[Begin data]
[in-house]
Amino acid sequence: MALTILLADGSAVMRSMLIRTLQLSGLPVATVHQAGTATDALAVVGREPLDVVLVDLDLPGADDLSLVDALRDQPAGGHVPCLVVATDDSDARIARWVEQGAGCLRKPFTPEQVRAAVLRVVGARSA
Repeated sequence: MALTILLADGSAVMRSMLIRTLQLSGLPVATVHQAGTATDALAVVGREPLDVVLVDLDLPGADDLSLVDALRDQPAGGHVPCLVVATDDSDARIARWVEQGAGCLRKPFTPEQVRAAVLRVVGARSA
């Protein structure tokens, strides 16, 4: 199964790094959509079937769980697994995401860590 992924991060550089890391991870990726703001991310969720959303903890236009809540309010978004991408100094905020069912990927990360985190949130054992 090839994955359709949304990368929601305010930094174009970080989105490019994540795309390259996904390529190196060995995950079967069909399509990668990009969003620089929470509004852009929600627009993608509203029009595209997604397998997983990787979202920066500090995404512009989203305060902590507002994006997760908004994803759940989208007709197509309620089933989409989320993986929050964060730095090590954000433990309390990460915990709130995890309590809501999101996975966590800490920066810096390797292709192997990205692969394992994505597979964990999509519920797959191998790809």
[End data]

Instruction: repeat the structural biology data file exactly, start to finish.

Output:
[in-house]
Amino acid sequence: MALTILLADGSAVMRSMLIRTLQLSGLPVATVHQAGTATDALAVVGREPLDVVLVDLDLPGADDLSLVDALRDQPAGGHVPCLVVATDDSDARIARWVEQGAGCLRKPFTPEQVRAAVLRVVGARSA
Repeated sequence: MALTILLADGSAVMRSMLIRTLQLSGLPVATVHQAGTATDALAVVGREPLDVVLVDLDLPGADDLSLVDALRDQPAGGHVPCLVVATDDSDARIARWVEQGAGCLRKPFTPEQVRAAVLRVVGARSA
């Protein structure tokens, strides 16, 4: 199964790094959509079937769980697994995401860590 992924991060550089890391991870990726703001991310969720959303903890236009809540309010978004991408100094905020069912990927990360985190949130054992 090839994955359709949304990368929601305010930094174009970080989105490019994540795309390259996904390529190196060995995950079967069909399509990668990009969003620089929470509004852009929600627009993608509203029009595209997604397998997983990787979202920066500090995404512009989203305060902590507002994006997760908004994803759940989208007709197509309620089933989409989320993986929050964060730095090590954000433990309390990460915990709130995890309590809501999101996975966590800490920066810096390797292709192997990205692969394992994505597979964990999509519920797959191998790809």